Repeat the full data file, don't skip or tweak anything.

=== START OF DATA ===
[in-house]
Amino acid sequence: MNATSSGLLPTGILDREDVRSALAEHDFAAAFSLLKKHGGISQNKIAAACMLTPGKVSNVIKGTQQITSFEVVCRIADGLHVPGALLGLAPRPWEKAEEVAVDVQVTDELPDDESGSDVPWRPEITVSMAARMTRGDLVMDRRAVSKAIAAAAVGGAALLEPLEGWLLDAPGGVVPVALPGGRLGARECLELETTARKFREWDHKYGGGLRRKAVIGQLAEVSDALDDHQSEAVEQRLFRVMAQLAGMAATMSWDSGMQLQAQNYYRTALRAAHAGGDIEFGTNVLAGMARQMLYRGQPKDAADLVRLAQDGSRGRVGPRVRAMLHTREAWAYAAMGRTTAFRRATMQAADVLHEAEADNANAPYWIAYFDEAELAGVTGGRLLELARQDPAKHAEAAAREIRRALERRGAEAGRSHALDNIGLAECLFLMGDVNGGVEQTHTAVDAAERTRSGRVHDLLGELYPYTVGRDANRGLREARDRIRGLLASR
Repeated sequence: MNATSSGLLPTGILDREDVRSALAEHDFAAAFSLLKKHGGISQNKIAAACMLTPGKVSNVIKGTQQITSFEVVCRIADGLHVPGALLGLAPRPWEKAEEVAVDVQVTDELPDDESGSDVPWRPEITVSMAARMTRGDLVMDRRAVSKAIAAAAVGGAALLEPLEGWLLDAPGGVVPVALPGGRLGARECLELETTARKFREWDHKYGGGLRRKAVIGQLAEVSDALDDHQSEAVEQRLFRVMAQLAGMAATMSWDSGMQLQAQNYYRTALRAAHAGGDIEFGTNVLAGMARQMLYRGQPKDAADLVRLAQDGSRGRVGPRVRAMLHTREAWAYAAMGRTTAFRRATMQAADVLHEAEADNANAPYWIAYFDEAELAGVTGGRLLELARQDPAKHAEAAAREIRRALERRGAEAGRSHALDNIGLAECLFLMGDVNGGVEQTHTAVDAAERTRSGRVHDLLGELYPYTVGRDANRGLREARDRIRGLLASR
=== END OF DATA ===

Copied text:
[in-house]
Amino acid sequence: MNATSSGLLPTGILDREDVRSALAEHDFAAAFSLLKKHGGISQNKIAAACMLTPGKVSNVIKGTQQITSFEVVCRIADGLHVPGALLGLAPRPWEKAEEVAVDVQVTDELPDDESGSDVPWRPEITVSMAARMTRGDLVMDRRAVSKAIAAAAVGGAALLEPLEGWLLDAPGGVVPVALPGGRLGARECLELETTARKFREWDHKYGGGLRRKAVIGQLAEVSDALDDHQSEAVEQRLFRVMAQLAGMAATMSWDSGMQLQAQNYYRTALRAAHAGGDIEFGTNVLAGMARQMLYRGQPKDAADLVRLAQDGSRGRVGPRVRAMLHTREAWAYAAMGRTTAFRRATMQAADVLHEAEADNANAPYWIAYFDEAELAGVTGGRLLELARQDPAKHAEAAAREIRRALERRGAEAGRSHALDNIGLAECLFLMGDVNGGVEQTHTAVDAAERTRSGRVHDLLGELYPYTVGRDANRGLREARDRIRGLLASR
Repeated sequence: MNATSSGLLPTGILDREDVRSALAEHDFAAAFSLLKKHGGISQNKIAAACMLTPGKVSNVIKGTQQITSFEVVCRIADGLHVPGALLGLAPRPWEKAEEVAVDVQVTDELPDDESGSDVPWRPEITVSMAARMTRGDLVMDRRAVSKAIAAAAVGGAALLEPLEGWLLDAPGGVVPVALPGGRLGARECLELETTARKFREWDHKYGGGLRRKAVIGQLAEVSDALDDHQSEAVEQRLFRVMAQLAGMAATMSWDSGMQLQAQNYYRTALRAAHAGGDIEFGTNVLAGMARQMLYRGQPKDAADLVRLAQDGSRGRVGPRVRAMLHTREAWAYAAMGRTTAFRRATMQAADVLHEAEADNANAPYWIAYFDEAELAGVTGGRLLELARQDPAKHAEAAAREIRRALERRGAEAGRSHALDNIGLAECLFLMGDVNGGVEQTHTAVDAAERTRSGRVHDLLGELYPYTVGRDANRGLREARDRIRGLLASR